Teknipp proves to be valuable receiver for Troy

Published 11:00 pm Tuesday, September 24, 2013

By Danielle Percival

On Saturday against Mississippi State, Troy’s leading receiver wasn’t Eric Thomas, Bryan Holmes, or even a receiver at all.

It was tight end Jim Teknipp.

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Teknipp, a senior from Painsville, Ohio, now has four receptions in his career.

“It’s probably not good for the team if I’m the leading receiver,” Teknipp said with a laugh.

His reception against Mississippi State was his first grab since November 19, 2011.

“I thought he caught one against Savannah State or in the UAB game,” wide receiver Eric Thomas said. “I didn’t realize it’s been that long.”

Despite not having many grabs in his career, Teknipp said his reaction was just like any other play.

“I don’t get too overly excited during the games,” Teknipp said. “I’d say some of my teammates probably were more excited than me. I was just kind of trying to get the next play and we were trying to score.”

His reception on Saturday went for 29 yards, which was the longest play of his career, and it wasn’t an easy grab.

“Deon [Anthony] really put it on the money. I’d say it was probably a better throw than it was a catch,” Teknipp said. “Half a second later, I probably would’ve gotten killed by the safety. Half a second earlier, I probably wouldn’t have made the catch.”

“The protection was phenomenal. Deon had all the time in the world, threw a really phenomenal ball and then Jim made a spectacular catch,” offensive coordinator Kenny Edenfield said. “With all three of those things working together, they all three really panned out for him and he made a good play.”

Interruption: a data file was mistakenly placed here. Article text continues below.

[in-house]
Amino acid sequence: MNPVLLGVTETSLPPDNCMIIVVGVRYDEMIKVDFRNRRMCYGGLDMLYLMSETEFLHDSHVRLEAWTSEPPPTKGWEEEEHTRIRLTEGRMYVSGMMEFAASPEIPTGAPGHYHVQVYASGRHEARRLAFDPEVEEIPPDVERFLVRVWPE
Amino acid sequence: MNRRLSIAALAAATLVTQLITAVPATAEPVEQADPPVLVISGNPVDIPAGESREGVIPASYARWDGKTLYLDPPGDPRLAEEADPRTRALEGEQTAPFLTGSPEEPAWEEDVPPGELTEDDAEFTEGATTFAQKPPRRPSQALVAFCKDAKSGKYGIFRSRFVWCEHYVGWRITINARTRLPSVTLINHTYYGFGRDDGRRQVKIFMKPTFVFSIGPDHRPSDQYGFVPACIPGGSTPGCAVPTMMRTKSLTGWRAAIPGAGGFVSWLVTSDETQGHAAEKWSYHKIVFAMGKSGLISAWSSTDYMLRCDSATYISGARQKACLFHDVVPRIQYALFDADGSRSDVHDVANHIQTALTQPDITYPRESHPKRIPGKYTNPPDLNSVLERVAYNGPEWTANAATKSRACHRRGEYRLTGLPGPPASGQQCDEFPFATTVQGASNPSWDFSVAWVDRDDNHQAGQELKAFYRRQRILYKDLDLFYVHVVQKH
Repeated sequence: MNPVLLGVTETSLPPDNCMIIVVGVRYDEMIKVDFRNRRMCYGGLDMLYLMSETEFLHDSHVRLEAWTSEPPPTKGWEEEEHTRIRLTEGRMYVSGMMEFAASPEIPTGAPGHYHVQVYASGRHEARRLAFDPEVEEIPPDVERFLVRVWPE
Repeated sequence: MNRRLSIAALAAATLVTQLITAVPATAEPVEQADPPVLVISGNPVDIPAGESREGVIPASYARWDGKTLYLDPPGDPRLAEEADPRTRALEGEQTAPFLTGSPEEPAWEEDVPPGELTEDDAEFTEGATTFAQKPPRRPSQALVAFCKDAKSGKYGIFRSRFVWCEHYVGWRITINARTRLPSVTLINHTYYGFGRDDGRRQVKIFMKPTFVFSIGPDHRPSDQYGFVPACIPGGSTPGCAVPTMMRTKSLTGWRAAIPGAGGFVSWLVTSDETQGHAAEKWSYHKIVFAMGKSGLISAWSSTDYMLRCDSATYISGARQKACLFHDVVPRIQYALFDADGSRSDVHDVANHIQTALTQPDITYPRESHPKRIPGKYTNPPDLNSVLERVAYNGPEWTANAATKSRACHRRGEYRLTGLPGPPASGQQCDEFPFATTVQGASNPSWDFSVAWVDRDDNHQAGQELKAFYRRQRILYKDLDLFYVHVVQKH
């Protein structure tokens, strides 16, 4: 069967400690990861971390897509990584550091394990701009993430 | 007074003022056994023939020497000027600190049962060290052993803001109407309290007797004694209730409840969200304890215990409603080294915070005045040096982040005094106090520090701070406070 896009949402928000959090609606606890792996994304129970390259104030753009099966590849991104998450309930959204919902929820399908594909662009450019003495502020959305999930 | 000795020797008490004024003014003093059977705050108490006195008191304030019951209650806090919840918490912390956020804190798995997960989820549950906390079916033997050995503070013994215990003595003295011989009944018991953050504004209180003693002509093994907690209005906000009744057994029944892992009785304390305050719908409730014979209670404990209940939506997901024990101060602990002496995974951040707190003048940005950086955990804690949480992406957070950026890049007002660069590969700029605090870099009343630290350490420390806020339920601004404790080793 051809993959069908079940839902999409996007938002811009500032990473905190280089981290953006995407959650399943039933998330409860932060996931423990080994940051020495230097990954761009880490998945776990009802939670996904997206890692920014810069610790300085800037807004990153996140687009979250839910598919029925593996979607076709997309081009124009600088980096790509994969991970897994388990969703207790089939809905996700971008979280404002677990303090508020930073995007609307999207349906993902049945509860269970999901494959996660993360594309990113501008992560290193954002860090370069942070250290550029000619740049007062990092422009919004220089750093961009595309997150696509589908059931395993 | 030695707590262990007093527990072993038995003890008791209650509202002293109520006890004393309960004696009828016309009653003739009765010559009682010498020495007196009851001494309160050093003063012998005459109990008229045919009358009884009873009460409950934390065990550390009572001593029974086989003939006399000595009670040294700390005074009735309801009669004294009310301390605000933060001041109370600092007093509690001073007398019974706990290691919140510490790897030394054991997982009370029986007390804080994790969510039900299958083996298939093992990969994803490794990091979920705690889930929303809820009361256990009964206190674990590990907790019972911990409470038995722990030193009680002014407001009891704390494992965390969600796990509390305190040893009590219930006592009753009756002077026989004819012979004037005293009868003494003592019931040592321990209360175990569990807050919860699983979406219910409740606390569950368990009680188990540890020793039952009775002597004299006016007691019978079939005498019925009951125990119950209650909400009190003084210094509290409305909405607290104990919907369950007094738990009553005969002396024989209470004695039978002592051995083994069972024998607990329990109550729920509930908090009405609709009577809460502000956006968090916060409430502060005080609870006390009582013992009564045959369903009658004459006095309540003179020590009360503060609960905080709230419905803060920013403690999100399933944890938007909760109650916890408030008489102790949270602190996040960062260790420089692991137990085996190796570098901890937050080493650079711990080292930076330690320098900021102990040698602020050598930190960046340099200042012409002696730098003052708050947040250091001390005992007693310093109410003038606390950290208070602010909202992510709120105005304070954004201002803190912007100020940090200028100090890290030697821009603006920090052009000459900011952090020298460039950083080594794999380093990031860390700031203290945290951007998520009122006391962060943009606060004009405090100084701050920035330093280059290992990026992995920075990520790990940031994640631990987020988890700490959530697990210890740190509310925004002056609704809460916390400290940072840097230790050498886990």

Though having a quarterback drop it where only you can make the grab is ideal, Teknipp’s teammates know he’s capable of making plays.

“Jim’s got great hands,” quarterback Corey Robinson said. “We drew it up all week. We told Jim if he just would turn around it should be there and he did a good job catching it.”

The offense has been incorporating more routes for tight ends this season; however, Teknipp isn’t worried about the number of receptions he accumulates.

“In high school I caught a lot of balls but since I got to college I really have taken more pride in blocking than anything else,” Teknipp said.

For Troy, the tight ends add another element to an already powerful offense.

“It’s just a bigger guy, a bigger body. It gives you a wider range to hit or miss,” Robinson said. “It’s definitely a lot easier to see being back there being short. You can at least see his head running across the line.”

So what’s the secret for being big enough to block, but agile enough to run routes?

“During the off-season, I always joke I try to lift with the big guys and then run with the little guys,” Teknipp said. “I try to get the best of both worlds.”

At this rate, Teknipp is on pace for his next grab in 2015.

“Let’s hope sooner than that but I know the pace,” Teknipp said.